Today I was able to revisit the backsplash project that we shared about in a previous blog. Since that time, I’ve glazed and fired the two test tiles that I made to test out the technique that I thought was best suited to this project (Quenca, or raised clay line process) where glaze is squeezed from a hand-bulb out into the lines on the tile using different sizes of thin applicator tips. Of the two images above, the top one shows the glazed and fired test tile and the lower image shows the original watercolor sketch. When you compare the two, it’s clear that the glazed tile is in need of lighter blues and white highlights in area of the river/sky. The sun also needs additional glaze to darken some areas and lighten others. So often, it’s necessary to do multiple glaze firings in order to achieve the look that’s desired. It takes a lot of time and patience, but the result is usually worth the extra effort!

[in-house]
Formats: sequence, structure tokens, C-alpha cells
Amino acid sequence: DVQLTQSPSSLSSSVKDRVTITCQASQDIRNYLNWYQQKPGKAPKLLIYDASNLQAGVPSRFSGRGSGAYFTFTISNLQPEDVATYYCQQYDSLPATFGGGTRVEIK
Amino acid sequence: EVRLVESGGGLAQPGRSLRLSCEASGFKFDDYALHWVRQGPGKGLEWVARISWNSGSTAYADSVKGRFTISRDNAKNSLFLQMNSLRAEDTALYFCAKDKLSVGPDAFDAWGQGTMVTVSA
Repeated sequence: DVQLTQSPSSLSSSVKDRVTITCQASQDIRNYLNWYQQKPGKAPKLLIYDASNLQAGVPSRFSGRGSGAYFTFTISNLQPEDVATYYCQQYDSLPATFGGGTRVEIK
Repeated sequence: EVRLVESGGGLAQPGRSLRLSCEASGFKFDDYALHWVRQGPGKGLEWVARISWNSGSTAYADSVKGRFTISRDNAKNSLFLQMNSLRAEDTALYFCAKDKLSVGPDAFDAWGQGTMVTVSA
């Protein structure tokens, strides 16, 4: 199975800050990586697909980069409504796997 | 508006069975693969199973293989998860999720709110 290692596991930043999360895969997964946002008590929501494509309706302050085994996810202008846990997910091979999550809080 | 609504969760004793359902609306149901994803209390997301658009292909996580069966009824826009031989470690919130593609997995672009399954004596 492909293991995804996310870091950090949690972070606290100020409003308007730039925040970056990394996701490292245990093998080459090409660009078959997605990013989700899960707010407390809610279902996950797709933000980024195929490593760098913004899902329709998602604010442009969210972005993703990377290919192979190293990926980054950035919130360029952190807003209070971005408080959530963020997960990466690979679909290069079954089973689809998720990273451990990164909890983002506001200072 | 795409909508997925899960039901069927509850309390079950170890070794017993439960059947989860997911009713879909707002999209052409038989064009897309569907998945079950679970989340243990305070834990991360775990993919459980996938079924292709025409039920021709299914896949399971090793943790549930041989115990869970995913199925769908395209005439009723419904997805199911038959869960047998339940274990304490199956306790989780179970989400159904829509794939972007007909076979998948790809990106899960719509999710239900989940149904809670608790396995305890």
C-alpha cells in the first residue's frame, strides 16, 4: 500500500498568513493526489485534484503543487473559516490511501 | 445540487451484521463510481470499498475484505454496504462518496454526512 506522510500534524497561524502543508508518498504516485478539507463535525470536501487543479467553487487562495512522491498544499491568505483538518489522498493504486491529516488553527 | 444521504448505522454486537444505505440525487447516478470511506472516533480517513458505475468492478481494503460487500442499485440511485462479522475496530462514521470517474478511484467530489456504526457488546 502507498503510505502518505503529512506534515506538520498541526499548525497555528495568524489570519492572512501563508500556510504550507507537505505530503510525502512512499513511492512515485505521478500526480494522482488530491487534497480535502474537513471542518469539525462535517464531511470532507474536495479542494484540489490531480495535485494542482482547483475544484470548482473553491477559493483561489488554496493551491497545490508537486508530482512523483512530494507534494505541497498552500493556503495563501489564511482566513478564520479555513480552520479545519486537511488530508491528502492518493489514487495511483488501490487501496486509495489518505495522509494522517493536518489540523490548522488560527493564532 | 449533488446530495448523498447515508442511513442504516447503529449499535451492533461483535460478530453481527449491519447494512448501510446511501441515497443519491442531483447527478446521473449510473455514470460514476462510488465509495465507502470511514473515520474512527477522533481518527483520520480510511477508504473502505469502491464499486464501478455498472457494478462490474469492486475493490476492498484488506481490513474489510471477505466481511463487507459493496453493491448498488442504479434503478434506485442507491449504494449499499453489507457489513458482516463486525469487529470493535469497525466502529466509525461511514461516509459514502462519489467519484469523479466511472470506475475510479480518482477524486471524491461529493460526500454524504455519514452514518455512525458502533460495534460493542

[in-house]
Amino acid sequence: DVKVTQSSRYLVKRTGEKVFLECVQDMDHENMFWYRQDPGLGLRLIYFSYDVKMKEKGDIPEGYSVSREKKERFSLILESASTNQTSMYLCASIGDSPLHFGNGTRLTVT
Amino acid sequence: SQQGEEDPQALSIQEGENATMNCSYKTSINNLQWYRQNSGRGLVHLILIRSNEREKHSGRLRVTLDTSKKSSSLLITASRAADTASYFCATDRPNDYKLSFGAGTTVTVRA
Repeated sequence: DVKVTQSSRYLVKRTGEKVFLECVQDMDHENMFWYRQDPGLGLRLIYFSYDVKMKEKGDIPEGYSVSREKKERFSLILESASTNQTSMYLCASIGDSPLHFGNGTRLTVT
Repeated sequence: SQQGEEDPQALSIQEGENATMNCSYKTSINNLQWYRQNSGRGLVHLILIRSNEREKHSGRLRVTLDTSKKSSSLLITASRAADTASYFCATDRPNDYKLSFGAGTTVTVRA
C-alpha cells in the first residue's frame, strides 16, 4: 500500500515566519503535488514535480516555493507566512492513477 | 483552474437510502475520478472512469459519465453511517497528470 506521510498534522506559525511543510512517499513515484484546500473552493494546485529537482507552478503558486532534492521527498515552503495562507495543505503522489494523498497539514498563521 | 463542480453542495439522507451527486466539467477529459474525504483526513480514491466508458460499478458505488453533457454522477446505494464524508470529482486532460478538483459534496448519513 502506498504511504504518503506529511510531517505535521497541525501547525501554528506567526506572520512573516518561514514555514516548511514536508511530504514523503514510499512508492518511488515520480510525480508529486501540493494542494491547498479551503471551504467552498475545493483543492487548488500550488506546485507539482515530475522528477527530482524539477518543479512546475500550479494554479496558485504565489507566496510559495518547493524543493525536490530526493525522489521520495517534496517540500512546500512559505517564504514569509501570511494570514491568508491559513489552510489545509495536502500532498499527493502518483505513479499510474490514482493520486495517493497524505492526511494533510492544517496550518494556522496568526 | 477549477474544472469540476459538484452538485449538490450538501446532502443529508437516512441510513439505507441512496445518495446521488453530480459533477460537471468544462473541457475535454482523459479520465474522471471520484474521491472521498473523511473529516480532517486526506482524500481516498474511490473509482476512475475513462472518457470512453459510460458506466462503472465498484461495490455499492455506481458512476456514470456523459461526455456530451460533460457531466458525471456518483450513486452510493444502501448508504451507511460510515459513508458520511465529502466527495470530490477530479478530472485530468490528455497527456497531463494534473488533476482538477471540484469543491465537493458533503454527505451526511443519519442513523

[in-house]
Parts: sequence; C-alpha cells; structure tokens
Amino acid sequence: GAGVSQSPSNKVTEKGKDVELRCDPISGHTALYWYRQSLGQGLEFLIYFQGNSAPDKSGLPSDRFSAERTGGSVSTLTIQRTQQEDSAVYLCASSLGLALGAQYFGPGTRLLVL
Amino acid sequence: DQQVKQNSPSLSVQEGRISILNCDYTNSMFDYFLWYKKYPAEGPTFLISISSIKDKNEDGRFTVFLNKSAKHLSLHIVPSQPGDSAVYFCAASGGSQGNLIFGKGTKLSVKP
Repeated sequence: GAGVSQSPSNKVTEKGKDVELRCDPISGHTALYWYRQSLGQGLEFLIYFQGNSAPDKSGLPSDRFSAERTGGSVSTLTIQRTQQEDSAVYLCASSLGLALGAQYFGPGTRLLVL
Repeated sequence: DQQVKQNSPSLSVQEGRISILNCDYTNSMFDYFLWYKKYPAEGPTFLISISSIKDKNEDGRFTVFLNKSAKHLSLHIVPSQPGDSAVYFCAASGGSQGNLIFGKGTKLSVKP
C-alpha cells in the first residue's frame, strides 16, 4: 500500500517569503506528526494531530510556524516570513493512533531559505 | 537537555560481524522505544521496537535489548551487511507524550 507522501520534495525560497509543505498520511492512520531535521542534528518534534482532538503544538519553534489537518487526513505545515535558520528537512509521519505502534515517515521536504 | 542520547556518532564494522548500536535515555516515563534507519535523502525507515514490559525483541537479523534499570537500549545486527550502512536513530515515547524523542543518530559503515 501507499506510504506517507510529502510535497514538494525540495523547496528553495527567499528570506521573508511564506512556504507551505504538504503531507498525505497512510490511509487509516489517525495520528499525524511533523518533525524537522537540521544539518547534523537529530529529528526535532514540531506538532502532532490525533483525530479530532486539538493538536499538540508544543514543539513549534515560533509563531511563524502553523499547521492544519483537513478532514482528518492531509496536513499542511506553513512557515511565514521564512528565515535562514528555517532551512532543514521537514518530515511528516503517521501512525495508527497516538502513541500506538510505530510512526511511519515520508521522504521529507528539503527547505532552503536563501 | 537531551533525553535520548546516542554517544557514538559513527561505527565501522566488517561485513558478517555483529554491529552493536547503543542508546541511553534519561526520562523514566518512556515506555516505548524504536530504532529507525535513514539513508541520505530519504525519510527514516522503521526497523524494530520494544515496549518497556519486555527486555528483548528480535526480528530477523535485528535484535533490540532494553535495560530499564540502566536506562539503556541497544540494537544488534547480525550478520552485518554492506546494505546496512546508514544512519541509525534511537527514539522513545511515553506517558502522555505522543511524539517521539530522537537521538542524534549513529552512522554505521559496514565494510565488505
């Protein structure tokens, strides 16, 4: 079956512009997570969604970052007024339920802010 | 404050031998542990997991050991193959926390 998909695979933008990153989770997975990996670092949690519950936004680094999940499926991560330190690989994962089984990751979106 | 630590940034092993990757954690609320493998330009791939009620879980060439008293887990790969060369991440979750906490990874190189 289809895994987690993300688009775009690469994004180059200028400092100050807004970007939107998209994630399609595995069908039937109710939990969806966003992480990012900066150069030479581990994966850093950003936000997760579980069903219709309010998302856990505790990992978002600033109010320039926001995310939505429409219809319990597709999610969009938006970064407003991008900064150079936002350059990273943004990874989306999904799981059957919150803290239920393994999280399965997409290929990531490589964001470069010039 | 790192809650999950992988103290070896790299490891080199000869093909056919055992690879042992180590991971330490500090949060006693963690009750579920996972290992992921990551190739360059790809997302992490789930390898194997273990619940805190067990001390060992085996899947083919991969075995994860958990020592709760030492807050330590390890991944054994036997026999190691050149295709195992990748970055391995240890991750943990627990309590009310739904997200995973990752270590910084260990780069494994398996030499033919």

The test tiles above (already glazed and fired) show the addition of raw glaze in several different colors, but a fairly generous amount of light blue and white were added to the river/sky areas as well as the sun. In order to add more glaze to already glazed surfaces, it helps a lot to heat the surface of the tile a bit. I use a heat gun, or sometimes just a hair-dryer to heat up the tiles a bit so that the glaze will more easily stick (it sticks when it drys a little). These tiles will be fired to around 2200 F to develop the glaze which will melt a bit and soften the line-work making it a bit softer and more blended.